By Chelsea Hackney, Student Reporter
David Utley may not be the star of this year’s upcoming Homecoming Musical, All Shook Up, but he will certainly make it shine this weekend, surrounded on stage by his handiwork. Utley is this year’s scenic designer, and by the look of things at the Abilene Civic Center, the stage is fit for the King himself.
Utley is not a stranger to the ACU theatre scene. He completed his undergraduate work in design at ACU before continuing on to graduate school at the University of Texas in Austin, where he graduated with a master’s degree in scenic design. He now lives in New York, although his work as a freelance set designer takes him around the country, including back to Abilene several years ago for the 2003 Abilene Shakespeare Festival, where he designed and assisted in building the sets for both Hamlet and the Tempest.
“It was an honor and a pleasure to come back,” he said about his work this semester, which included the fall show Moonlight and Magnolias as well as All Shook Up.
As if two shows were not enough, Utley said, in fact, this is his fifth show in two months, with his last show, Beauty and the Beast, opening the night before he flew to Abilene.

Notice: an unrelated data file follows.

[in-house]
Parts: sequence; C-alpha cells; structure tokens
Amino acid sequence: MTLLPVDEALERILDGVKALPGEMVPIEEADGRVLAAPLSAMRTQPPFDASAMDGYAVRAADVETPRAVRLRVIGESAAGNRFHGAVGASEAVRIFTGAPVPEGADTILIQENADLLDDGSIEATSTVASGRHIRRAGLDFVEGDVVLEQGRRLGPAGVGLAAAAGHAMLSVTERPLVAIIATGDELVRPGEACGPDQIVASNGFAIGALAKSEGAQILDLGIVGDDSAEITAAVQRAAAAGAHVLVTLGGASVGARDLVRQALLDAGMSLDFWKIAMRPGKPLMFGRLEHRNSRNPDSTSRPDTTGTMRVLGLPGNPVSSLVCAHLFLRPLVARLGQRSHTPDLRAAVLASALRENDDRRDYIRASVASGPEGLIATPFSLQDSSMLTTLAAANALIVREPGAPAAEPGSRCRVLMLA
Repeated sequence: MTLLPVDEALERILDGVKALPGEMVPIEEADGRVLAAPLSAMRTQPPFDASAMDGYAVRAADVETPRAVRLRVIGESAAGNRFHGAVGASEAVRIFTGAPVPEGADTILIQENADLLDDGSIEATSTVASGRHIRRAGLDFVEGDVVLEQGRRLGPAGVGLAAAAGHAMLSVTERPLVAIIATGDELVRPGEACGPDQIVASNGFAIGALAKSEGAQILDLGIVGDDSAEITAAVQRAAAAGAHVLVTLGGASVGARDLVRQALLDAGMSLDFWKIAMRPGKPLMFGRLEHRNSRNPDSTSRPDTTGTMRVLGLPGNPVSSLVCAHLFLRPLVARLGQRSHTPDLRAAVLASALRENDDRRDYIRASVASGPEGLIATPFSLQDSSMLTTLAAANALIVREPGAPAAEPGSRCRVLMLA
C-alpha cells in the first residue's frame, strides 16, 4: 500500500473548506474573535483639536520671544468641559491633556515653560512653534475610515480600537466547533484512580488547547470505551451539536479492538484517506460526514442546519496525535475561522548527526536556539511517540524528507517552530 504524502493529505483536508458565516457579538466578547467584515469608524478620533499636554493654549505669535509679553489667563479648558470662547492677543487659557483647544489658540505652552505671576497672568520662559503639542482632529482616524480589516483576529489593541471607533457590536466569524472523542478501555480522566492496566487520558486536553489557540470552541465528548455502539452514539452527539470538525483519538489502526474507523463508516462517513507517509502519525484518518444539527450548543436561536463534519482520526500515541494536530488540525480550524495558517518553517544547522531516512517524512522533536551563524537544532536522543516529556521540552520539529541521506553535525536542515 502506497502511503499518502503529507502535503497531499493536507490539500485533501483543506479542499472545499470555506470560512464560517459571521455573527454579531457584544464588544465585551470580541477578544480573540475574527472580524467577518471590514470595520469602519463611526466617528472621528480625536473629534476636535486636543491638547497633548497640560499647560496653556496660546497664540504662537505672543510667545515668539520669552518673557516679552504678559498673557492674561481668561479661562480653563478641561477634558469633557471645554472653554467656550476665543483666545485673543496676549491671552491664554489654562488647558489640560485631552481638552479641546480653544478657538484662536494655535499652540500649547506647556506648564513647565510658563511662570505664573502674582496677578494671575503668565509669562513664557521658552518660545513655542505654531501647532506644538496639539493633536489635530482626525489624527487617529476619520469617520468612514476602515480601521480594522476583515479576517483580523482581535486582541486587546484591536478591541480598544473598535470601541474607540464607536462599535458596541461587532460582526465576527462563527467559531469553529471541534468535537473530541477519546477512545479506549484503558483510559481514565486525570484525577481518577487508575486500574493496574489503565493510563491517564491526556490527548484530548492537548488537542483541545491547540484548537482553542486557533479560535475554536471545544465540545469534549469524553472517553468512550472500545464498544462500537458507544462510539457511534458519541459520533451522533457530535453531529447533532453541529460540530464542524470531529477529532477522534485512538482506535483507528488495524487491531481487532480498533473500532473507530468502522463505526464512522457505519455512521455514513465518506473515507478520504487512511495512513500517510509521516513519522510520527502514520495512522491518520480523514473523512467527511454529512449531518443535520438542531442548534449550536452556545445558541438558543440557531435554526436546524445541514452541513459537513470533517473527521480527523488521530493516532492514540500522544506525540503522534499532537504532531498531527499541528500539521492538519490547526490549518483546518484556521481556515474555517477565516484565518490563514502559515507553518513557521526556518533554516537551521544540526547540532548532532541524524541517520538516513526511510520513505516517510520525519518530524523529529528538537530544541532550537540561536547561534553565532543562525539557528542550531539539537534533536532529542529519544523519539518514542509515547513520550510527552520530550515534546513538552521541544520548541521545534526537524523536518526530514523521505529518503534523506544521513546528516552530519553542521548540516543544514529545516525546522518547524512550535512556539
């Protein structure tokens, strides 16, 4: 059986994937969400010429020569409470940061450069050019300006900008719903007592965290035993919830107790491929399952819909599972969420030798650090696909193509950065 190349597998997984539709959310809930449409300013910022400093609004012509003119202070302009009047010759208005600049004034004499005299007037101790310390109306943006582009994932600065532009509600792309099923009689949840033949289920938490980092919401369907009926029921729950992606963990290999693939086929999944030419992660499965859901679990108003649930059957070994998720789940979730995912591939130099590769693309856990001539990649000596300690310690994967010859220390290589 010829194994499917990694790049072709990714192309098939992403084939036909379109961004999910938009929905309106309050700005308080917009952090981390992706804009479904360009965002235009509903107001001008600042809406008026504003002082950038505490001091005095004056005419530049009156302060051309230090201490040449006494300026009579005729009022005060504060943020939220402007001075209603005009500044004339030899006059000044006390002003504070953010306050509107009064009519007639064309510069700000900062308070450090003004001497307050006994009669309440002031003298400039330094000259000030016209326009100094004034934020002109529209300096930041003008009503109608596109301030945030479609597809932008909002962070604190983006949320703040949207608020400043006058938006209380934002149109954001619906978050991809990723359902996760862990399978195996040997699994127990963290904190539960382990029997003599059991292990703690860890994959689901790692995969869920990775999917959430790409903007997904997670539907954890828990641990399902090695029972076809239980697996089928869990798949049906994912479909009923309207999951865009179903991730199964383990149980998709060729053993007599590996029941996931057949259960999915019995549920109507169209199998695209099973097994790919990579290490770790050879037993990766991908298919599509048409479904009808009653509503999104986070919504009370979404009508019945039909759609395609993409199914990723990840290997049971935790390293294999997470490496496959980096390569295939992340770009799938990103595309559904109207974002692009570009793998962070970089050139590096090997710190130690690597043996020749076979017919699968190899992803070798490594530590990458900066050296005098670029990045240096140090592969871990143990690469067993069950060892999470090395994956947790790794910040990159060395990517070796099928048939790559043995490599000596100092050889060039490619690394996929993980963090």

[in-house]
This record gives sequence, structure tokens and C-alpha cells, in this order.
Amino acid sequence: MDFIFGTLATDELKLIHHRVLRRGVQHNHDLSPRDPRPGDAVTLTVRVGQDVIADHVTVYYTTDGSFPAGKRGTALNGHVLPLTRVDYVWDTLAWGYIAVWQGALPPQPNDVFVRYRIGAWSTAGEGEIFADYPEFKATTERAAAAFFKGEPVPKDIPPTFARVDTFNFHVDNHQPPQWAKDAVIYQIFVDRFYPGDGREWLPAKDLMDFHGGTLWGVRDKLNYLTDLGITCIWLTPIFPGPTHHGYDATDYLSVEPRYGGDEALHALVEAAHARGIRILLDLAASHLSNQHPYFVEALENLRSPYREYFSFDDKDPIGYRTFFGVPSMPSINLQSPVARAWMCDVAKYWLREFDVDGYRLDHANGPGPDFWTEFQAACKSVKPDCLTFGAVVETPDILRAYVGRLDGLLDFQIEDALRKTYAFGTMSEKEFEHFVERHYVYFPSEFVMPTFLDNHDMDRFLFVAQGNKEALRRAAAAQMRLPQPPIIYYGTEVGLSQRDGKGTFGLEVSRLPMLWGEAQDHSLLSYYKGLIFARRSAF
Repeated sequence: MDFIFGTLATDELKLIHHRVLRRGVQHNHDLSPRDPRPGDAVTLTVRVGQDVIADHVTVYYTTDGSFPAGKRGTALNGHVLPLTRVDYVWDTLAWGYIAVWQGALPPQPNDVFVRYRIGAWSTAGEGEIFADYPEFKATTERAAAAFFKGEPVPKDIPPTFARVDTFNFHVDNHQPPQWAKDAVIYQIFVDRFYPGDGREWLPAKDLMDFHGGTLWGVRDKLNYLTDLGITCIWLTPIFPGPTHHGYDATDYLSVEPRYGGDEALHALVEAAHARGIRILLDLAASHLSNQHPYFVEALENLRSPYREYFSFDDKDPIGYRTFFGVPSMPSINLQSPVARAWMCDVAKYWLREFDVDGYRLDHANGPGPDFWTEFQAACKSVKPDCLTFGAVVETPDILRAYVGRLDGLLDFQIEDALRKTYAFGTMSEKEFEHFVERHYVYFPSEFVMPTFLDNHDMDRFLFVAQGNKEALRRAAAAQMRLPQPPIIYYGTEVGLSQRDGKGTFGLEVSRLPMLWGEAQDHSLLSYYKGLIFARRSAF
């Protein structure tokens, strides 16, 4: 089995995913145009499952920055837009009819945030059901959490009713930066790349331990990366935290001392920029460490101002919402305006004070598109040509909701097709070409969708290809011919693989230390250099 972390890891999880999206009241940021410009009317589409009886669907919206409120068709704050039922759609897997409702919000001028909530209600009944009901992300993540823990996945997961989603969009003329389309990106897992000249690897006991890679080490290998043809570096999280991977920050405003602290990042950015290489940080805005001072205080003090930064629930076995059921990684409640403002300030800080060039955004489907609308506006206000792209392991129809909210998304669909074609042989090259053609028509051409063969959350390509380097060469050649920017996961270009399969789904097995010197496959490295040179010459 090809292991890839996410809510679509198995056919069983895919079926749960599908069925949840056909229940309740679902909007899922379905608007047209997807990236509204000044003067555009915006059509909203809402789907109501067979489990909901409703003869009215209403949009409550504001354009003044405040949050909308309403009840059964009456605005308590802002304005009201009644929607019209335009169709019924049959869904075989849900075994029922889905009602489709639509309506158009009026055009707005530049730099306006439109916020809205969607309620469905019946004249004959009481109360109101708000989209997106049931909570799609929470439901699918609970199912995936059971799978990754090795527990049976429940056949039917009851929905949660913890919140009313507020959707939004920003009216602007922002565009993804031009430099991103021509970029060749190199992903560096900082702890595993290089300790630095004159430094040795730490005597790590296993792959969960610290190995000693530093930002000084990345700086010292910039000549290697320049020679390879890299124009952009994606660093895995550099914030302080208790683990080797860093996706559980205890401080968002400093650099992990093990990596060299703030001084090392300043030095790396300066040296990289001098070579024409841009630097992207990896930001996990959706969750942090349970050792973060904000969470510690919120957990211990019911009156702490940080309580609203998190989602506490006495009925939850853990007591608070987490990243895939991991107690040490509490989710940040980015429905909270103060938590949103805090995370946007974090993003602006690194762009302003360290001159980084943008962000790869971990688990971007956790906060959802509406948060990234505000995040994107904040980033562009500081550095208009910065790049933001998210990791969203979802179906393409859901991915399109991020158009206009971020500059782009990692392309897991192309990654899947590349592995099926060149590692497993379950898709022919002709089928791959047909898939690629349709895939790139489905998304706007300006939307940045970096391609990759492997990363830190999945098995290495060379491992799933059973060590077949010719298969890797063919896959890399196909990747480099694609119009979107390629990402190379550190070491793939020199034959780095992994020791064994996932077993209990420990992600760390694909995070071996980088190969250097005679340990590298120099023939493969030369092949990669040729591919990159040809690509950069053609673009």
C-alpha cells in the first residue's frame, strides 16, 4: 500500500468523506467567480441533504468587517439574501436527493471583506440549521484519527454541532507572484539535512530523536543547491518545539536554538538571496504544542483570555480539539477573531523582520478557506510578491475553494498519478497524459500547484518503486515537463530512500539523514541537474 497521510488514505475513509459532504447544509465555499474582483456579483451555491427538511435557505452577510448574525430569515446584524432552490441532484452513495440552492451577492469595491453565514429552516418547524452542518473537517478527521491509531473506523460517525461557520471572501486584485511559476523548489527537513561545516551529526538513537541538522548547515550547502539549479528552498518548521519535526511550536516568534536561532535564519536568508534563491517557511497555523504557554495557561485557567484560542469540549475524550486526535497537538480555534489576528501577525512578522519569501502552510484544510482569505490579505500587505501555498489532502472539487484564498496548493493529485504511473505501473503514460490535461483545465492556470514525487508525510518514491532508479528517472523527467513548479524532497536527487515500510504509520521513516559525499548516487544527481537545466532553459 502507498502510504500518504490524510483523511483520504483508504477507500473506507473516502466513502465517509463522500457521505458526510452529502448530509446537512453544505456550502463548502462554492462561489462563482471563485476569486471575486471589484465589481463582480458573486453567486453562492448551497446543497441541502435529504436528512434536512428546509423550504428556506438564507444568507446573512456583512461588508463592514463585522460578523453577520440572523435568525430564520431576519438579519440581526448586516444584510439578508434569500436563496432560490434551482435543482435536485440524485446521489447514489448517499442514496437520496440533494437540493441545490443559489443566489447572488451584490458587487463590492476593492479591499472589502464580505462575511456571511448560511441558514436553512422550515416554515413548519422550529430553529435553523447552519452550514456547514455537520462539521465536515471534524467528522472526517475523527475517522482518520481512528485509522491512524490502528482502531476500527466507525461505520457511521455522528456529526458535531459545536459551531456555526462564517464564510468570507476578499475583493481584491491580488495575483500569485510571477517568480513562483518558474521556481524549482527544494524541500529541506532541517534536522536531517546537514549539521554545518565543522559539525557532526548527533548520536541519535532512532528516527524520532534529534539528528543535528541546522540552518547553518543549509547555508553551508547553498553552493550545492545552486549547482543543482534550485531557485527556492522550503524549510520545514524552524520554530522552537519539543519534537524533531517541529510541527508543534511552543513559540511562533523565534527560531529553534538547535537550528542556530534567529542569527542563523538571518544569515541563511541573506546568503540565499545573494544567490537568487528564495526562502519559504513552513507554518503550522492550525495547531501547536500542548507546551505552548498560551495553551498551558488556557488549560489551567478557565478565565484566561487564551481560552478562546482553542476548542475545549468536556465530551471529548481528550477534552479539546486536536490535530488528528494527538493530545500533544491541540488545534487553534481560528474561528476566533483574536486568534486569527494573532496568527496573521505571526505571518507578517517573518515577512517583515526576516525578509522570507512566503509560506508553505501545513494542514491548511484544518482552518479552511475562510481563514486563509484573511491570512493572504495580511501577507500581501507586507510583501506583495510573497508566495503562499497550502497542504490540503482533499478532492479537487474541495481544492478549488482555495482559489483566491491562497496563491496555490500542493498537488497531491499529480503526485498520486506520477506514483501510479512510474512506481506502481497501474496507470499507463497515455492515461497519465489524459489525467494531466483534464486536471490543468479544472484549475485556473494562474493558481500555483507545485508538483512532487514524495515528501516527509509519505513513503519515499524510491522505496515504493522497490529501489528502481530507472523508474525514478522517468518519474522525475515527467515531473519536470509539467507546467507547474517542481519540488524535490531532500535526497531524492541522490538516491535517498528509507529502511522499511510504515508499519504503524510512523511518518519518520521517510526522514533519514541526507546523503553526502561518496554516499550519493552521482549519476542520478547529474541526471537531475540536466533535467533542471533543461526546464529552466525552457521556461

“I’ve been going since about last February. I’m running on Red Bull and coffee,” he said.
Despite the busy workload, Adam Hester, chair of the Department of Theatre, said Utley is still an incredibly hard worker and a team player who attempts to capture the vision of the director in every detail of the design.
“The show makes so much sense when you work collaboratively like that,” Hester said.
Utley said the music, aptly enough, was the key to the design, as it is the case with most of his work. He said he always listens to songs that match the show’s mood while he is designing.
“After a while, the music starts to infuse your design,” he said.
The end result, of course, matches the fun, upbeat tempo of the musical.
“This show is way over the top, so I took the research I did on ’50s towns and made them much more flamboyant,” Utley said. “All of the pieces are very big, with bright colors.”
Although Utley did all of the designing, students did much of the set construction.
“One of the strengths of this program is that it’s a liberal arts program,” Utley said, which means theatre students are expected to experience all aspects of theatre, which Utley pointed to as a reason for his accomplishments. “Any success I’ve had since I left has been on the foundation that they gave me.”
Hester said he enjoyed working with Utley as a student and now as a colleague.
“He’s really gifted, and it’s great that our students will get to watch him and work with him,” he said.